(17) Prosecutor v. Blagojevic, Case No. IT-02-60-T, Judgement, [paragraph] 797 (Jan. 17, 2005).
(18) Prosecutor v. Blagojevic, Case No. IT-02-60-A, Judgement, [paragraph] 135 (May 9, 2007).
(19) Krstic, Case No. IT-98-33-T, [paragraph] 87; see also id. [paragraph] 427.
(20) Id. [paragraph] 421; see also Krstic, Case No. IT-98-33-A, [paragraph] 238.
(21) Krstic, Case No. IT-98-33-T, [paragraph] 572.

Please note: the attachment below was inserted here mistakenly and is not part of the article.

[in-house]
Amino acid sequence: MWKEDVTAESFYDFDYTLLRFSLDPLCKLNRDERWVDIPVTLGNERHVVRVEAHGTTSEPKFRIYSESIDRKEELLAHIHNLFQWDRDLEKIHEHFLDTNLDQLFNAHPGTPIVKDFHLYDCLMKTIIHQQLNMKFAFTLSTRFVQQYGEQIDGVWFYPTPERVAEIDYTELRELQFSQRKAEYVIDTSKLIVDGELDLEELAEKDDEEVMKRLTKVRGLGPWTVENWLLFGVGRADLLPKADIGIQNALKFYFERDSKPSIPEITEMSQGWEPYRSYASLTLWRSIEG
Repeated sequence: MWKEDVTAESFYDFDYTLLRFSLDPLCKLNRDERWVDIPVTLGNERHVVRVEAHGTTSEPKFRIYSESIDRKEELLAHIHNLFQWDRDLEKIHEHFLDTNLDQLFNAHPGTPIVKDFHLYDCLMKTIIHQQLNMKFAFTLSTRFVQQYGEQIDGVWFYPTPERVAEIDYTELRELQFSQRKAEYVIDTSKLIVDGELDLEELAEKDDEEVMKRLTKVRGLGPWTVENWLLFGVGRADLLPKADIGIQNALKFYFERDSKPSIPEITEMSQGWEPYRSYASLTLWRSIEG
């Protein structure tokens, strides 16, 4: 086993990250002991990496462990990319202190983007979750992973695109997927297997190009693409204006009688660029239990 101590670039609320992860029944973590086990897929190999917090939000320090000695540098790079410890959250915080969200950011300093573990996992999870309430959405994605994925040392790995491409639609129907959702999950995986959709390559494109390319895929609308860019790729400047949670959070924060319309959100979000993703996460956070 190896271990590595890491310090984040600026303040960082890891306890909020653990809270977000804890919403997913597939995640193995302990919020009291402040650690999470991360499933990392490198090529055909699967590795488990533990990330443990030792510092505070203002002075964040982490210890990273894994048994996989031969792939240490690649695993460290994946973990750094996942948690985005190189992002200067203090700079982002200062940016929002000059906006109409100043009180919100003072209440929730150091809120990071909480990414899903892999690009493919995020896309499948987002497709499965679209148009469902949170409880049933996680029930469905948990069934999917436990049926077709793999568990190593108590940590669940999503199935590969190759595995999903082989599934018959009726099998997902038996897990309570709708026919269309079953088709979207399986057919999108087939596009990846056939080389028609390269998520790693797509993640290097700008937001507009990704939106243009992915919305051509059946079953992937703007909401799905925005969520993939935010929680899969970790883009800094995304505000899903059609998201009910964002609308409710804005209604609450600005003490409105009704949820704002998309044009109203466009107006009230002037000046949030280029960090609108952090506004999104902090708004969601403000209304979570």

(22) Blagojevic, Case No. IT-02-60-A, [paragraph][paragraph] 122-24.
(23) Krstic, Case No. IT-98-33-T, [paragraph] 361, 468; Krstic, Case No. IT-98-33-A, [paragraph] 61, 100.
(24) Krstic, Case No. IT-98-33-T, [paragraph] 360.
(25) Application of the Convention on the Prevention and Punishment of the Crime of Genocide (Bosn. & Herz. v. Serb. & Mont.), 2007 I.C.J. 70 (Feb. 26).
(26) Prosecutor v. Kunarac, Case No. IT-96-23/1-A, Judgment, [paragraph] 98, n. 114 (June 12, 2002).
(28) The footnote in question reads: